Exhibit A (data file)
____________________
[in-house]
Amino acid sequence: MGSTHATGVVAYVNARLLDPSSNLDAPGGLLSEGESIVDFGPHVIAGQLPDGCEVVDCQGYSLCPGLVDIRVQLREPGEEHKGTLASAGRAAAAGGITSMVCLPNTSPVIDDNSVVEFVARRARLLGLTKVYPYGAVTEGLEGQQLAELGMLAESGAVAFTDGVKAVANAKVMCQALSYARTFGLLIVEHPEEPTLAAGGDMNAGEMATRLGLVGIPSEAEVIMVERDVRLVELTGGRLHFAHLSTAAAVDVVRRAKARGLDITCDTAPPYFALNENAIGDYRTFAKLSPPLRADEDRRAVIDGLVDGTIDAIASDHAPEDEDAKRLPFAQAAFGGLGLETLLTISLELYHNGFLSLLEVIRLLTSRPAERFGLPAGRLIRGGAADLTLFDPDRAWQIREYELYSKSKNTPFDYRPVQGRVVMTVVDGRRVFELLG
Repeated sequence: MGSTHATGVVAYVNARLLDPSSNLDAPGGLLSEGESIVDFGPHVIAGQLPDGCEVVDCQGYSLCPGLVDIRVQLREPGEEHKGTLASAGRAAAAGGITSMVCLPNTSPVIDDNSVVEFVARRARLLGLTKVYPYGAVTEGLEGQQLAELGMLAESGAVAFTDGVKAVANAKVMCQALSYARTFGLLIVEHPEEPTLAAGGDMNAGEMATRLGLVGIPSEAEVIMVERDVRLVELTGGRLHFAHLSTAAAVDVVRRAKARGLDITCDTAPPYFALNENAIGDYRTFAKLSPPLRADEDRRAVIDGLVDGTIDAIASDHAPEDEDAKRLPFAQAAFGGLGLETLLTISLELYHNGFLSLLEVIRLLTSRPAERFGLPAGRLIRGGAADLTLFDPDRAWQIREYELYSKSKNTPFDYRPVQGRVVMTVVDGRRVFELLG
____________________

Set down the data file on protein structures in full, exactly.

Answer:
[in-house]
Amino acid sequence: MGSTHATGVVAYVNARLLDPSSNLDAPGGLLSEGESIVDFGPHVIAGQLPDGCEVVDCQGYSLCPGLVDIRVQLREPGEEHKGTLASAGRAAAAGGITSMVCLPNTSPVIDDNSVVEFVARRARLLGLTKVYPYGAVTEGLEGQQLAELGMLAESGAVAFTDGVKAVANAKVMCQALSYARTFGLLIVEHPEEPTLAAGGDMNAGEMATRLGLVGIPSEAEVIMVERDVRLVELTGGRLHFAHLSTAAAVDVVRRAKARGLDITCDTAPPYFALNENAIGDYRTFAKLSPPLRADEDRRAVIDGLVDGTIDAIASDHAPEDEDAKRLPFAQAAFGGLGLETLLTISLELYHNGFLSLLEVIRLLTSRPAERFGLPAGRLIRGGAADLTLFDPDRAWQIREYELYSKSKNTPFDYRPVQGRVVMTVVDGRRVFELLG
Repeated sequence: MGSTHATGVVAYVNARLLDPSSNLDAPGGLLSEGESIVDFGPHVIAGQLPDGCEVVDCQGYSLCPGLVDIRVQLREPGEEHKGTLASAGRAAAAGGITSMVCLPNTSPVIDDNSVVEFVARRARLLGLTKVYPYGAVTEGLEGQQLAELGMLAESGAVAFTDGVKAVANAKVMCQALSYARTFGLLIVEHPEEPTLAAGGDMNAGEMATRLGLVGIPSEAEVIMVERDVRLVELTGGRLHFAHLSTAAAVDVVRRAKARGLDITCDTAPPYFALNENAIGDYRTFAKLSPPLRADEDRRAVIDGLVDGTIDAIASDHAPEDEDAKRLPFAQAAFGGLGLETLLTISLELYHNGFLSLLEVIRLLTSRPAERFGLPAGRLIRGGAADLTLFDPDRAWQIREYELYSKSKNTPFDYRPVQGRVVMTVVDGRRVFELLG